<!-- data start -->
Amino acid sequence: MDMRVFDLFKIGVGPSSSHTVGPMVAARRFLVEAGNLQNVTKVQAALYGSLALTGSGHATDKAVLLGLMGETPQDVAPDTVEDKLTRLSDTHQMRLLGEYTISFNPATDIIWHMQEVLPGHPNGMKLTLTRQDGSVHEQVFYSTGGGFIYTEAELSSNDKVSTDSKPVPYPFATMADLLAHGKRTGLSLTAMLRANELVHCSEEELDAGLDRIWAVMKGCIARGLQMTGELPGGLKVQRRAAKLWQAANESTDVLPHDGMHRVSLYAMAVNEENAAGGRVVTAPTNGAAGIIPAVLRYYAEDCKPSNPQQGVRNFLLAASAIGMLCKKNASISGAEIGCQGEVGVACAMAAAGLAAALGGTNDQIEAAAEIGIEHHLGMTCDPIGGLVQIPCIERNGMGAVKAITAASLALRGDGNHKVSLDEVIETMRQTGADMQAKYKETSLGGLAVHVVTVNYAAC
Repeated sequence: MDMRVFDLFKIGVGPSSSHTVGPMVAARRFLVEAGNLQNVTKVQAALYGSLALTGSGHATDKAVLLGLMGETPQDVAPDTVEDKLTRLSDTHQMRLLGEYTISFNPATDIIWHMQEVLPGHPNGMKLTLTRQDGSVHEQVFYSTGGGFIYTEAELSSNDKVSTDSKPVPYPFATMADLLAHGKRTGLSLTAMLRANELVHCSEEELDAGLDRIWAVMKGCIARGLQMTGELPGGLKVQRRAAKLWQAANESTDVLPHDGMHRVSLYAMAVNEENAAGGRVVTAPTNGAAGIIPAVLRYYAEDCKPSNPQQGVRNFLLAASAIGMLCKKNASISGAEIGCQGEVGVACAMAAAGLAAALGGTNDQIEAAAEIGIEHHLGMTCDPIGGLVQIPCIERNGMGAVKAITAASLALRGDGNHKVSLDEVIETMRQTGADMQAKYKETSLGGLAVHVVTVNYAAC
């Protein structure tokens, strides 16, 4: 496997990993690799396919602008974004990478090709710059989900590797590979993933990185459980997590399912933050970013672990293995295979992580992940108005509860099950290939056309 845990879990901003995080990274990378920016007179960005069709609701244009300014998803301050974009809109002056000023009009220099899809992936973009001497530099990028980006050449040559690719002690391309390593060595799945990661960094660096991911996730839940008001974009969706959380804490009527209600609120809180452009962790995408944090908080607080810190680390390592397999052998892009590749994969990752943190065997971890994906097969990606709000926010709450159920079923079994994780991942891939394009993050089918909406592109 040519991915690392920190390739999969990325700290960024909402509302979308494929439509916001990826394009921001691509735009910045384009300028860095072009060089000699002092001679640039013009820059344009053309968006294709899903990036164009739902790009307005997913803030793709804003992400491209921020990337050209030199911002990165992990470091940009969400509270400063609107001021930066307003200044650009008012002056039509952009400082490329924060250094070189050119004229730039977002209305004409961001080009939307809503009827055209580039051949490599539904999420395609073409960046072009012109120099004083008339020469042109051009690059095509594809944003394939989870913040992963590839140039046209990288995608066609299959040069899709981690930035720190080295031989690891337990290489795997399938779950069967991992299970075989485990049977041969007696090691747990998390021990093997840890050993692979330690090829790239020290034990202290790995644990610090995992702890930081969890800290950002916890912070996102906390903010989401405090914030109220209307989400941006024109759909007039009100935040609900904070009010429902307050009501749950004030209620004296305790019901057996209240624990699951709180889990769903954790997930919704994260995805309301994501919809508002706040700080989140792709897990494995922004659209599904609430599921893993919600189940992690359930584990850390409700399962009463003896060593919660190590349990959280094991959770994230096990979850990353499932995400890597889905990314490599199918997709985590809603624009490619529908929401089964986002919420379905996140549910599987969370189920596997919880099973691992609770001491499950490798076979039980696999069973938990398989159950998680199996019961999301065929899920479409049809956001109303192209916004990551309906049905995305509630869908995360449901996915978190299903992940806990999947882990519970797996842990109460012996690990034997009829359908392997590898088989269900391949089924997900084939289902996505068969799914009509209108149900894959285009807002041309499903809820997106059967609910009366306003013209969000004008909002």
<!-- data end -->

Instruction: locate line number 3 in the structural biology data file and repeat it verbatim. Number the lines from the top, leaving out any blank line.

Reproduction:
């Protein structure tokens, strides 16, 4: 496997990993690799396919602008974004990478090709710059989900590797590979993933990185459980997590399912933050970013672990293995295979992580992940108005509860099950290939056309 845990879990901003995080990274990378920016007179960005069709609701244009300014998803301050974009809109002056000023009009220099899809992936973009001497530099990028980006050449040559690719002690391309390593060595799945990661960094660096991911996730839940008001974009969706959380804490009527209600609120809180452009962790995408944090908080607080810190680390390592397999052998892009590749994969990752943190065997971890994906097969990606709000926010709450159920079923079994994780991942891939394009993050089918909406592109 040519991915690392920190390739999969990325700290960024909402509302979308494929439509916001990826394009921001691509735009910045384009300028860095072009060089000699002092001679640039013009820059344009053309968006294709899903990036164009739902790009307005997913803030793709804003992400491209921020990337050209030199911002990165992990470091940009969400509270400063609107001021930066307003200044650009008012002056039509952009400082490329924060250094070189050119004229730039977002209305004409961001080009939307809503009827055209580039051949490599539904999420395609073409960046072009012109120099004083008339020469042109051009690059095509594809944003394939989870913040992963590839140039046209990288995608066609299959040069899709981690930035720190080295031989690891337990290489795997399938779950069967991992299970075989485990049977041969007696090691747990998390021990093997840890050993692979330690090829790239020290034990202290790995644990610090995992702890930081969890800290950002916890912070996102906390903010989401405090914030109220209307989400941006024109759909007039009100935040609900904070009010429902307050009501749950004030209620004296305790019901057996209240624990699951709180889990769903954790997930919704994260995805309301994501919809508002706040700080989140792709897990494995922004659209599904609430599921893993919600189940992690359930584990850390409700399962009463003896060593919660190590349990959280094991959770994230096990979850990353499932995400890597889905990314490599199918997709985590809603624009490619529908929401089964986002919420379905996140549910599987969370189920596997919880099973691992609770001491499950490798076979039980696999069973938990398989159950998680199996019961999301065929899920479409049809956001109303192209916004990551309906049905995305509630869908995360449901996915978190299903992940806990999947882990519970797996842990109460012996690990034997009829359908392997590898088989269900391949089924997900084939289902996505068969799914009509209108149900894959285009807002041309499903809820997106059967609910009366306003013209969000004008909002």